Retro Review: "Dead and Buried" (1981)
Ah, tourism. It can be the lifeblood of a small town. Have you ever wondered what the folks who live in these quaint little towns think of the folks that come sniffing around and taking pictures, though? Perhaps you're from one of those places, and you know the answer to that question. While I can't personally relate, I have been one of those tourists. It feels a bit invasive.
It's with that sentiment in mind that director Gary Sherman (Poltergeist 3) and writers Ronald Shusett (Alien) and Dan O'Bannon (Alien and director of Return of the Living Dead) approach the town of Potter's Bluff. Tourists have a way of disappearing in the Bluff and turning back up as citizens as if they've been there the whole time. Sheriff Dan Gillis (James Farentino, Jesus of Nazareth) is becoming suspicious of a sudden rash of violent deaths in his sleepy little burg. His wife, Janet (the lovely Melody Anderson, Flash Gordon), has begun teaching witchcraft and voodoo to kids. Everyone is acting a little off, and the local mortician, William G. Dobbs (Jack Albertson, Willy Wonka and the Chocolate Factory) fancies himself an underappreciated artist. What the hell is going on in Potter's Bluff?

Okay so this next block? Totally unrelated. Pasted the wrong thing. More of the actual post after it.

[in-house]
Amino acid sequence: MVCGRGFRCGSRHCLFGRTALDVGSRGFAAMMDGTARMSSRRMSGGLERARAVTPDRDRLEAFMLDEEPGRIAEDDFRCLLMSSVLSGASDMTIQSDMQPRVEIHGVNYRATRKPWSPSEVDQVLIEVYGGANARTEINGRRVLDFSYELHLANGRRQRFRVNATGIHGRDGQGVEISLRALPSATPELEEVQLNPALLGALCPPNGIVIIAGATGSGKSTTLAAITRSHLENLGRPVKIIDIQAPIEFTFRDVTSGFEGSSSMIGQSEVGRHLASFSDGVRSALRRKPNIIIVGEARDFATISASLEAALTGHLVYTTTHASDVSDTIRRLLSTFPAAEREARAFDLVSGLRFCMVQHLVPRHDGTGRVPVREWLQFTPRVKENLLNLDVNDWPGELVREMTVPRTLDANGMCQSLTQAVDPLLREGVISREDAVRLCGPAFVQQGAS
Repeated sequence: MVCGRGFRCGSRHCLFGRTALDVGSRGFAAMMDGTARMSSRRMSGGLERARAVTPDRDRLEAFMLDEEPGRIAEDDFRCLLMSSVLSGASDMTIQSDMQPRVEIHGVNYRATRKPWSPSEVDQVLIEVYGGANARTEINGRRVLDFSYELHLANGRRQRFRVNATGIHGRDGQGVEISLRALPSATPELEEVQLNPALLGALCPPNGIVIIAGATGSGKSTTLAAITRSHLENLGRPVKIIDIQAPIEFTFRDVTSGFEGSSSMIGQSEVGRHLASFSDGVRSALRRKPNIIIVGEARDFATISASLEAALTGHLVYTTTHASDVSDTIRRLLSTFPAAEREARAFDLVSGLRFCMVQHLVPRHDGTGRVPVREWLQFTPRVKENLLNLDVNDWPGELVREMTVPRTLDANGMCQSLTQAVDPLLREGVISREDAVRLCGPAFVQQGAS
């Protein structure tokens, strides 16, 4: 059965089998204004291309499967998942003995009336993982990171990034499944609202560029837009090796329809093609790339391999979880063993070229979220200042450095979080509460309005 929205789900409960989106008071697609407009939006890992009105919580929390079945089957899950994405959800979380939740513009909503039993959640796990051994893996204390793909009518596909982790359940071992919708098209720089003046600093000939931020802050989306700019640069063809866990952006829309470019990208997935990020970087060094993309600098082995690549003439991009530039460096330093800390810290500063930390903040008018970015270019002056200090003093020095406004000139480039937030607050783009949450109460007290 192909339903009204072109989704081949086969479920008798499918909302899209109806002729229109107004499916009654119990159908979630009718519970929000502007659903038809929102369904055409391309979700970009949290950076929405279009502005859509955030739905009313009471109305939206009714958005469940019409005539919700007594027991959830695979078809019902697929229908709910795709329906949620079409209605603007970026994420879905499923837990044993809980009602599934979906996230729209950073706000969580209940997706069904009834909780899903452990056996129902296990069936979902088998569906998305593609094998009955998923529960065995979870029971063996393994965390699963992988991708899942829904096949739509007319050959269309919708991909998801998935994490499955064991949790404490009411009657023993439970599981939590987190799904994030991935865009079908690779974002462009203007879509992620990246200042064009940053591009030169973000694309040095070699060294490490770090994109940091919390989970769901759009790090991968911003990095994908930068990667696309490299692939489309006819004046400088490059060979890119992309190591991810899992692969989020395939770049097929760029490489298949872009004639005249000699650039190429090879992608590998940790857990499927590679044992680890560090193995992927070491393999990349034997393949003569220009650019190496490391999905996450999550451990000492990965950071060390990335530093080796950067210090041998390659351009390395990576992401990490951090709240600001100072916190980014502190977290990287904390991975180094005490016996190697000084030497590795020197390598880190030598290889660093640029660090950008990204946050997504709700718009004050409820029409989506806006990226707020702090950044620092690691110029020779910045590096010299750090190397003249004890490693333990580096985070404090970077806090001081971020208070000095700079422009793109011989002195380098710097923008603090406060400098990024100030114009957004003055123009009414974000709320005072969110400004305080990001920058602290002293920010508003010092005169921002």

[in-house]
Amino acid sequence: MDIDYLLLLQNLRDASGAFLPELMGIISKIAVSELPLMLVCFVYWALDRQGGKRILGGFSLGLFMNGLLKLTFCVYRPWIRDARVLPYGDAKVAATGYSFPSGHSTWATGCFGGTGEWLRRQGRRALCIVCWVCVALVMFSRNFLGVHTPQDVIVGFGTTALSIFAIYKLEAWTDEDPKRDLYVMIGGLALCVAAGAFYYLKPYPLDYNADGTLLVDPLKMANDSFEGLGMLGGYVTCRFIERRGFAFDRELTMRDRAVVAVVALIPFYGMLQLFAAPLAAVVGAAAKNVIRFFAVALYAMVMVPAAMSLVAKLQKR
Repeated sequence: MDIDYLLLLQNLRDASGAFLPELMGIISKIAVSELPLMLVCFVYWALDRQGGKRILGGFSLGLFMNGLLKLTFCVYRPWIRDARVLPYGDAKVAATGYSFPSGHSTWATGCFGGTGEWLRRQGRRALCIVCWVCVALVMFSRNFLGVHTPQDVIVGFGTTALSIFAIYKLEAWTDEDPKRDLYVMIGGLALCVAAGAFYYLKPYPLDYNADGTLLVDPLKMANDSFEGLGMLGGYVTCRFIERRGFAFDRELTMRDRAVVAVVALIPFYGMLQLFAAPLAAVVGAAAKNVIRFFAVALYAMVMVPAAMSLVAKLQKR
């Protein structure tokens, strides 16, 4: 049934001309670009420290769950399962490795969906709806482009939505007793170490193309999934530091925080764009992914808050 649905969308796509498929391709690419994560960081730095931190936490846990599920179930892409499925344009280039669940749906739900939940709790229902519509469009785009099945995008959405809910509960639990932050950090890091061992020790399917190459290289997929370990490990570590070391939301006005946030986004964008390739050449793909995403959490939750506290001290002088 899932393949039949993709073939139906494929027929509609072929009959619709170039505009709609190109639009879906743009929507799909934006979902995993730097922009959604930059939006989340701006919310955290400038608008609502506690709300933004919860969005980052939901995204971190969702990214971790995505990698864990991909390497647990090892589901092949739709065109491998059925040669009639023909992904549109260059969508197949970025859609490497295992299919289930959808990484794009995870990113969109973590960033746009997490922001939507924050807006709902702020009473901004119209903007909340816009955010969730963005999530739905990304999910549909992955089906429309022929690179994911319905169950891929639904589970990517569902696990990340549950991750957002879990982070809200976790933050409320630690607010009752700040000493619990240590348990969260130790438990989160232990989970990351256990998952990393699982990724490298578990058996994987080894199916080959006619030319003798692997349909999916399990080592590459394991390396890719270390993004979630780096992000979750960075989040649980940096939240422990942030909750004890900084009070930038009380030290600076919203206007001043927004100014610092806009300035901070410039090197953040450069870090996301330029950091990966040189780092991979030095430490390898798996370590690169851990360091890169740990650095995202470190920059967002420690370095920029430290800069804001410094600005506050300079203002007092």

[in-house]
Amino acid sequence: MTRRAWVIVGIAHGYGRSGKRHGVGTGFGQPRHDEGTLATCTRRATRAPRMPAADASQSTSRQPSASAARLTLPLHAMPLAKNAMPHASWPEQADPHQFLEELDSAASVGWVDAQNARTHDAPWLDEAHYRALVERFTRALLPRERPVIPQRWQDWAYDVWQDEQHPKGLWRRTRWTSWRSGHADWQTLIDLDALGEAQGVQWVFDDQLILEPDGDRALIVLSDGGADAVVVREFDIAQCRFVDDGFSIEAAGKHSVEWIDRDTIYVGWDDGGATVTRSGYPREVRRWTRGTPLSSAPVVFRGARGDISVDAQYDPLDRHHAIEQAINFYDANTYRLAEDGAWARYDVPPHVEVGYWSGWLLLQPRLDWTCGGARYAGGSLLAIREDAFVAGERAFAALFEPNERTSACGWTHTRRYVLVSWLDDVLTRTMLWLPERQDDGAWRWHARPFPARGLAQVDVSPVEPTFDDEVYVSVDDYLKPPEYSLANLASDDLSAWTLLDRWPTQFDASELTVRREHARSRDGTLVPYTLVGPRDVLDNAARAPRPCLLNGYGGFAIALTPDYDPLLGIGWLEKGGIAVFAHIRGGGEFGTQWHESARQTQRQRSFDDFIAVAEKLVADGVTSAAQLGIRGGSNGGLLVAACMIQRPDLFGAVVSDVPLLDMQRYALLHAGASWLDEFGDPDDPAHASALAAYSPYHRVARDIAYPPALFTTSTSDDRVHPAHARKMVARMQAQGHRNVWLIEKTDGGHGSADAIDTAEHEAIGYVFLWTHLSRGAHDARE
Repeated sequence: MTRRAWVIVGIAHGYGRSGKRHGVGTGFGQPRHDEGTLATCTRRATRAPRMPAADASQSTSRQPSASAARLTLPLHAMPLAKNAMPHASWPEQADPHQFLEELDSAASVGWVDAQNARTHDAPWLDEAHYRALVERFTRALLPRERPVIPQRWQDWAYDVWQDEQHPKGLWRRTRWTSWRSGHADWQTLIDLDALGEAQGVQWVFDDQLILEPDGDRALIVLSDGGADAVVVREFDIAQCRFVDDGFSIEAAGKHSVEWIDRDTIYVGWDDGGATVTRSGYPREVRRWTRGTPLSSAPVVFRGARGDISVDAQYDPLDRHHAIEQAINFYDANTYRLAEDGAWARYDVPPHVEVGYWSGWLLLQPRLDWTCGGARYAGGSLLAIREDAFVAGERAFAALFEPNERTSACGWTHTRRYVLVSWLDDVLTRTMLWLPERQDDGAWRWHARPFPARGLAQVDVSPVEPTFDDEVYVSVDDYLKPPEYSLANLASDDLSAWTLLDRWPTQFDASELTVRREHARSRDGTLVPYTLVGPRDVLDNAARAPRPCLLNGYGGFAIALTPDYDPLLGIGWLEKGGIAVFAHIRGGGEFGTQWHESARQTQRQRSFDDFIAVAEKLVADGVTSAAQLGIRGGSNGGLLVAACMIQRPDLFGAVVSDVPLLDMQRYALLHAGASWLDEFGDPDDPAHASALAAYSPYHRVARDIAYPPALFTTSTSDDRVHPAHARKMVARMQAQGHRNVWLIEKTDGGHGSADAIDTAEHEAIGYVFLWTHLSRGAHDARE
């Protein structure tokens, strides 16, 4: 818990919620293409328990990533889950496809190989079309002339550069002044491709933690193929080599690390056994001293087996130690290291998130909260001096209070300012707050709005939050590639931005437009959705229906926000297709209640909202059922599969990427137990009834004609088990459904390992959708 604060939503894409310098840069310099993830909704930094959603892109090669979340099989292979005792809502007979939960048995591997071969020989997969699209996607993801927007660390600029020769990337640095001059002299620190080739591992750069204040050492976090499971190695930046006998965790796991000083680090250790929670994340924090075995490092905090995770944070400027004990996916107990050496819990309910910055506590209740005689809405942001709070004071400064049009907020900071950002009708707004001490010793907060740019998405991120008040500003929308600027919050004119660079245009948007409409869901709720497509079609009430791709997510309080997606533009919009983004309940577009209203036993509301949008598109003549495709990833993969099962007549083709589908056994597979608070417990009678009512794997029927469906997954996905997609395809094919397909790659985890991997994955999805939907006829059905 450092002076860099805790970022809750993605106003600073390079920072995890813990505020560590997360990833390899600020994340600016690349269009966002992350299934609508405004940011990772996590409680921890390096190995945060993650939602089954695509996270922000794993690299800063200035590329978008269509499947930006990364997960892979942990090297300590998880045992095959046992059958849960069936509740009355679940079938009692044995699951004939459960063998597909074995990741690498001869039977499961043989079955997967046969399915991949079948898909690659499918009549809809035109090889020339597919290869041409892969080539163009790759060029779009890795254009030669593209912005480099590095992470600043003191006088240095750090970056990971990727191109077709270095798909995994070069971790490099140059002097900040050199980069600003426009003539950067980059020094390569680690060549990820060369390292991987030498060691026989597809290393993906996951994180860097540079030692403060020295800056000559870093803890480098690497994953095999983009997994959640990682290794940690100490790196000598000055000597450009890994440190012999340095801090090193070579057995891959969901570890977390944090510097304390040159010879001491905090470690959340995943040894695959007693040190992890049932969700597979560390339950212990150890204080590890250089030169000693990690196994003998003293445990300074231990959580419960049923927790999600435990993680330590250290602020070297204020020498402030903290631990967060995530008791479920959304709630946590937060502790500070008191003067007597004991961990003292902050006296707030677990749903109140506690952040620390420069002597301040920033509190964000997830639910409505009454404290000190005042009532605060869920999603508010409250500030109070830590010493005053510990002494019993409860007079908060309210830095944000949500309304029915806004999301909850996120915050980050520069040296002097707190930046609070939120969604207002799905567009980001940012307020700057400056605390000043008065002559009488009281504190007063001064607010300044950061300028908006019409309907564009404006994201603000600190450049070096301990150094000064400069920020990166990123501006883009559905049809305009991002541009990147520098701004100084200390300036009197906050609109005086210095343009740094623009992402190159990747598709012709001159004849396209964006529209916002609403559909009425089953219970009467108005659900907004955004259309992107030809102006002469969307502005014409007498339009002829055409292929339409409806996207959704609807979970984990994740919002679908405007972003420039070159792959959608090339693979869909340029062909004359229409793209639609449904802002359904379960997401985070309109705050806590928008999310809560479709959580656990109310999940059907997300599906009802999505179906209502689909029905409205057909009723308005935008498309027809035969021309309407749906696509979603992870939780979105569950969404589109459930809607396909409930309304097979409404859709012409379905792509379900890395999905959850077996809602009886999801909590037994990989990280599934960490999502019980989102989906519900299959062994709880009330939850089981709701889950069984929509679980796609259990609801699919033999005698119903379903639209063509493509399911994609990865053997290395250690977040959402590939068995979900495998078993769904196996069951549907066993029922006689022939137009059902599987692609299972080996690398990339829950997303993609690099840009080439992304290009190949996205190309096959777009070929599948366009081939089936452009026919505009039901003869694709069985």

There's so much to appreciate in this early 80's gem. From a cinematography standpoint, the locations are fantastic and the town is picturesquely creepy. You can practically smell the sea while your skin crawls. It's got a creepy vibe that is hard to shake and unlike anything else I've even seen that soaks into each frame.
The kills are fantastic, gory and sadistic. With every one, the townsfolk gather round with their cameras and take pictures of the act. It's claustrophobic and graphic at the same time. Speaking of the townsfolk, they are a varied lot of veterans, raw talent, and character actors. There's a young Robert Englund (A Nightmare on Elm Street series), Macon McCalman (Smokey and the Bandit), Lisa Blount (John Carpenter's Prince of Darkness), and Bill Quinn (The Birds). A troupe like that giving you a man burned alive, heads bashed in with rocks, face slashing, acid up the nose, and that famous needle in the eye scene sets one hell of a tone.
Farentino is perfect as the good guy sheriff. His visceral responses are just over the top enough to make you smile. The kicker, though? It's got friggin' GRANDPA JOE from Willy Wonka and the Chocolate Factory (the most beloved character in one of the most beloved movies ever) as a sinister, arrogant, and pompous mortician with a mission. Do you really need any more convincing?
Okay, fine! Since you asked I'll give you one more: the last 20 minutes blow up into a climactic horror show with a twist that comes in two parts (predictable and say what?!). It's been some time since I've enjoyed an ending as much as the ending of Dead and Buried.
High caliber, talented acting plus solid SFX and kills plus a fantastic setting makes for one hell of a good horror film without a trace of camp to be found. Go ahead and visit Potter's Bluff. I dare you!